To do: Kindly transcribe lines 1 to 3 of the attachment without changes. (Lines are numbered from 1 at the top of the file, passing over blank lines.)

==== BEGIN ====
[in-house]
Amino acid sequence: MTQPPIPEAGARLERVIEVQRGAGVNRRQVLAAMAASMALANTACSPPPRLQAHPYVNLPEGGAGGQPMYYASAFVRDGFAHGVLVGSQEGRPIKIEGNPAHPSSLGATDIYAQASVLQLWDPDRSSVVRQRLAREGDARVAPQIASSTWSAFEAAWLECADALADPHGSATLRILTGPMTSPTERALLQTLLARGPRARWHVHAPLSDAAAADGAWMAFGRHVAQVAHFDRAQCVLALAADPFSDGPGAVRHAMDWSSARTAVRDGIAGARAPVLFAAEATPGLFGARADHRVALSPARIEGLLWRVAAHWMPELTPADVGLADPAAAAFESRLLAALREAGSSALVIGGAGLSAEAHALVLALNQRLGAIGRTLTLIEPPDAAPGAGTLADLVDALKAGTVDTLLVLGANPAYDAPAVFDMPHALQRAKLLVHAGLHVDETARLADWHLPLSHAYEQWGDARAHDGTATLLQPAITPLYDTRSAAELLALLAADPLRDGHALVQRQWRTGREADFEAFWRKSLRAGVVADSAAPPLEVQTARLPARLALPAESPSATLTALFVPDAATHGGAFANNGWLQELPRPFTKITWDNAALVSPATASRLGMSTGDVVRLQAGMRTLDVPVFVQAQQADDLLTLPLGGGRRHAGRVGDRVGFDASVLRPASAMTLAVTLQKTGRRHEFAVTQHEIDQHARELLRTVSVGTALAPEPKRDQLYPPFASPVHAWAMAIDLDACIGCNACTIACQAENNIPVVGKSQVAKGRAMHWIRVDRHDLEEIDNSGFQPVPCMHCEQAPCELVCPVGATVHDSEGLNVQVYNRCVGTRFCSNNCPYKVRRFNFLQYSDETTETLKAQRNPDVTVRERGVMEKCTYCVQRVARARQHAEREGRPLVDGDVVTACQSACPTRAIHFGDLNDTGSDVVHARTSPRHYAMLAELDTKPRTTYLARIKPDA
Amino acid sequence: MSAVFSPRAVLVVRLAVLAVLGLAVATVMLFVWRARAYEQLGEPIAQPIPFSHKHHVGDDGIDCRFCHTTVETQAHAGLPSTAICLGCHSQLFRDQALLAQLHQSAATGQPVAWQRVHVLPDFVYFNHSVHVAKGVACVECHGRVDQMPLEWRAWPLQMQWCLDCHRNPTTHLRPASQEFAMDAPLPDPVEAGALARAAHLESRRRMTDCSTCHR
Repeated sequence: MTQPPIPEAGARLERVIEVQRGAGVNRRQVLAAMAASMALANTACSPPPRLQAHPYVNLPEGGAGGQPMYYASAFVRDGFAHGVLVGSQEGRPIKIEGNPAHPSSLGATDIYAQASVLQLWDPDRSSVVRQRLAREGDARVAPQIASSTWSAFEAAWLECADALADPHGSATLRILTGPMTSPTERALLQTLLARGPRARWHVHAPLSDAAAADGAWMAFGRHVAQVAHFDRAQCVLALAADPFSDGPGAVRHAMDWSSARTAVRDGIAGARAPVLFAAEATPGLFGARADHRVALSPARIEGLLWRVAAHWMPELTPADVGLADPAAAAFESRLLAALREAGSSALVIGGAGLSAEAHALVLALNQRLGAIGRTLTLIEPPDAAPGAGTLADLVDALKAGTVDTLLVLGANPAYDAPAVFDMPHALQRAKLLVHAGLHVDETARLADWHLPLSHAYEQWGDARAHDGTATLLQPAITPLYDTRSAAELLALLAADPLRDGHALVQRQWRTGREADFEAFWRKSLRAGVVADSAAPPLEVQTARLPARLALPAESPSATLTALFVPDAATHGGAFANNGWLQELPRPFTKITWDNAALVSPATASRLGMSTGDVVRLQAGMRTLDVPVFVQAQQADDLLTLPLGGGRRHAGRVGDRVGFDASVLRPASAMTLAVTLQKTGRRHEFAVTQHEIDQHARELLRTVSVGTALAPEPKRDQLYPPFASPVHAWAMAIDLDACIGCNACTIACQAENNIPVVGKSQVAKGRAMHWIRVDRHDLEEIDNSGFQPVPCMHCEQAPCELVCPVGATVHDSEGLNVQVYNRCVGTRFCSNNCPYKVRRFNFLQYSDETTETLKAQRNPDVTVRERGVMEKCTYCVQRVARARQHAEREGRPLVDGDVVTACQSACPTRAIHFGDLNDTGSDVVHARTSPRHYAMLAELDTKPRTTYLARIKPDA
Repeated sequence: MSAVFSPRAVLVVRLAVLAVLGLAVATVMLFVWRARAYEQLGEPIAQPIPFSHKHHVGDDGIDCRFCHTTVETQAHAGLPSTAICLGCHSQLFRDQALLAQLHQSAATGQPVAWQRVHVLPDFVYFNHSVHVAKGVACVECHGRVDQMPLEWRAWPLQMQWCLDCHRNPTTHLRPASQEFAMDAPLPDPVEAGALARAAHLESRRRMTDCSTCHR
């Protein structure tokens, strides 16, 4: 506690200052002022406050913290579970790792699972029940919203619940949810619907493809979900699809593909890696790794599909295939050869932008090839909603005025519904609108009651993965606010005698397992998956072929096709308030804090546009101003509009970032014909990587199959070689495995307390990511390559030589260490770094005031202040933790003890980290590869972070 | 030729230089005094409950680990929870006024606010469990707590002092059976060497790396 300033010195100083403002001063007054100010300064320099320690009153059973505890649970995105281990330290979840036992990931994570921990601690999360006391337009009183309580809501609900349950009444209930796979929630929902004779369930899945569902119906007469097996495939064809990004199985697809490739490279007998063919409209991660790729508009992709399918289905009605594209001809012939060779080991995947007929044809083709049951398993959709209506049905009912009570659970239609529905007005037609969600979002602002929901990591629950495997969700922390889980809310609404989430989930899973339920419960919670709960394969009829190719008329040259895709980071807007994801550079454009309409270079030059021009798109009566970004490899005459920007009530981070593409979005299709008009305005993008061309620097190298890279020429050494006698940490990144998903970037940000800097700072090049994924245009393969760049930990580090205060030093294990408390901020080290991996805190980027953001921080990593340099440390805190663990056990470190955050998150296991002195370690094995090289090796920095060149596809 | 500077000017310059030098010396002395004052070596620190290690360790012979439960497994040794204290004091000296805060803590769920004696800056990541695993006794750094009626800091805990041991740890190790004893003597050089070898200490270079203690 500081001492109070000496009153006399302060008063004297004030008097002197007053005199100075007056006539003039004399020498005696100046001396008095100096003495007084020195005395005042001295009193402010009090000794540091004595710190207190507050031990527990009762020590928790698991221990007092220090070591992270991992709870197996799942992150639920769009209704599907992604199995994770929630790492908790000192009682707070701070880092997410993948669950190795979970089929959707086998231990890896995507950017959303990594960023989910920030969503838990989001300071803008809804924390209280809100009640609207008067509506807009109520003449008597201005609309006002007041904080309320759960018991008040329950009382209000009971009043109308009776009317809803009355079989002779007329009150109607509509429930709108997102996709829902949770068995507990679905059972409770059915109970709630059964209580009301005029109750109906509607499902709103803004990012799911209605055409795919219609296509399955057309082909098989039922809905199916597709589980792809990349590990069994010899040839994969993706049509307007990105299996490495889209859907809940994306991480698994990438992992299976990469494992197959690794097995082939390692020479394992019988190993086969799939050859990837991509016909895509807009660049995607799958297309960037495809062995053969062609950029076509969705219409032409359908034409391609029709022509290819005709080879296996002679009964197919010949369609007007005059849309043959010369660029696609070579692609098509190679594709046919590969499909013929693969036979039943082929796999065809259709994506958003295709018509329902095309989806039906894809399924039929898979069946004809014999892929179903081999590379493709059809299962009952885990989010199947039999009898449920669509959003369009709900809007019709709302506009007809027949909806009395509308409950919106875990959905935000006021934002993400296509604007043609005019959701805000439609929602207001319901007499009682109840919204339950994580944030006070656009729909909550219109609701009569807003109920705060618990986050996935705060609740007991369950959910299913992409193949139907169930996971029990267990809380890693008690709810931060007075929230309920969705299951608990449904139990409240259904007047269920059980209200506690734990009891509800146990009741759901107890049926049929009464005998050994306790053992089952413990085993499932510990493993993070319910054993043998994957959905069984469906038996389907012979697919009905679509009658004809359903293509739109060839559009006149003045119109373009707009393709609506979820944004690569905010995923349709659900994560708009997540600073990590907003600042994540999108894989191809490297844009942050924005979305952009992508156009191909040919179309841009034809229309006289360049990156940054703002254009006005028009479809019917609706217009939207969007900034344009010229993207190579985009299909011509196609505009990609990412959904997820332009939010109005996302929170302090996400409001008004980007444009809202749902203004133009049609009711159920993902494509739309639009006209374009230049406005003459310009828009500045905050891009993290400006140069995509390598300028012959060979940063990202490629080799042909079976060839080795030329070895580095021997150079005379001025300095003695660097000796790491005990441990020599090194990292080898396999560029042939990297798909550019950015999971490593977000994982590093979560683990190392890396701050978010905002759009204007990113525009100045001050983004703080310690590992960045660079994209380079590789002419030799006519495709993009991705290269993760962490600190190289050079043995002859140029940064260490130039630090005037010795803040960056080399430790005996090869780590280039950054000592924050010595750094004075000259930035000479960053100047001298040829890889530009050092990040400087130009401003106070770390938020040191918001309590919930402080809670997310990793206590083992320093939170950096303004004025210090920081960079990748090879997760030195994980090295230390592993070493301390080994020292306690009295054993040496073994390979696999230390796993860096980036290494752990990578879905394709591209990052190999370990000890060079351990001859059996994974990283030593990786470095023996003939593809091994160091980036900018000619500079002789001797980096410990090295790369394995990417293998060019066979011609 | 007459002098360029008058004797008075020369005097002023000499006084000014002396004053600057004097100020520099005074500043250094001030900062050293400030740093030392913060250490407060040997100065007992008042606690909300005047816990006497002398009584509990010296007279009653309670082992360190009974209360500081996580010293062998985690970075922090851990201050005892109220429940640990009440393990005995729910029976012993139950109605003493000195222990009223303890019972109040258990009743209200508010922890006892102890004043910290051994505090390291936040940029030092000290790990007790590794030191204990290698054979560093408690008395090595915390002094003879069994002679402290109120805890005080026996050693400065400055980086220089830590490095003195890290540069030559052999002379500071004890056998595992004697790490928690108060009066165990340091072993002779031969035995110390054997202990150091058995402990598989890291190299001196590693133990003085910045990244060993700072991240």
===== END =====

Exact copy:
[in-house]
Amino acid sequence: MTQPPIPEAGARLERVIEVQRGAGVNRRQVLAAMAASMALANTACSPPPRLQAHPYVNLPEGGAGGQPMYYASAFVRDGFAHGVLVGSQEGRPIKIEGNPAHPSSLGATDIYAQASVLQLWDPDRSSVVRQRLAREGDARVAPQIASSTWSAFEAAWLECADALADPHGSATLRILTGPMTSPTERALLQTLLARGPRARWHVHAPLSDAAAADGAWMAFGRHVAQVAHFDRAQCVLALAADPFSDGPGAVRHAMDWSSARTAVRDGIAGARAPVLFAAEATPGLFGARADHRVALSPARIEGLLWRVAAHWMPELTPADVGLADPAAAAFESRLLAALREAGSSALVIGGAGLSAEAHALVLALNQRLGAIGRTLTLIEPPDAAPGAGTLADLVDALKAGTVDTLLVLGANPAYDAPAVFDMPHALQRAKLLVHAGLHVDETARLADWHLPLSHAYEQWGDARAHDGTATLLQPAITPLYDTRSAAELLALLAADPLRDGHALVQRQWRTGREADFEAFWRKSLRAGVVADSAAPPLEVQTARLPARLALPAESPSATLTALFVPDAATHGGAFANNGWLQELPRPFTKITWDNAALVSPATASRLGMSTGDVVRLQAGMRTLDVPVFVQAQQADDLLTLPLGGGRRHAGRVGDRVGFDASVLRPASAMTLAVTLQKTGRRHEFAVTQHEIDQHARELLRTVSVGTALAPEPKRDQLYPPFASPVHAWAMAIDLDACIGCNACTIACQAENNIPVVGKSQVAKGRAMHWIRVDRHDLEEIDNSGFQPVPCMHCEQAPCELVCPVGATVHDSEGLNVQVYNRCVGTRFCSNNCPYKVRRFNFLQYSDETTETLKAQRNPDVTVRERGVMEKCTYCVQRVARARQHAEREGRPLVDGDVVTACQSACPTRAIHFGDLNDTGSDVVHARTSPRHYAMLAELDTKPRTTYLARIKPDA
Amino acid sequence: MSAVFSPRAVLVVRLAVLAVLGLAVATVMLFVWRARAYEQLGEPIAQPIPFSHKHHVGDDGIDCRFCHTTVETQAHAGLPSTAICLGCHSQLFRDQALLAQLHQSAATGQPVAWQRVHVLPDFVYFNHSVHVAKGVACVECHGRVDQMPLEWRAWPLQMQWCLDCHRNPTTHLRPASQEFAMDAPLPDPVEAGALARAAHLESRRRMTDCSTCHR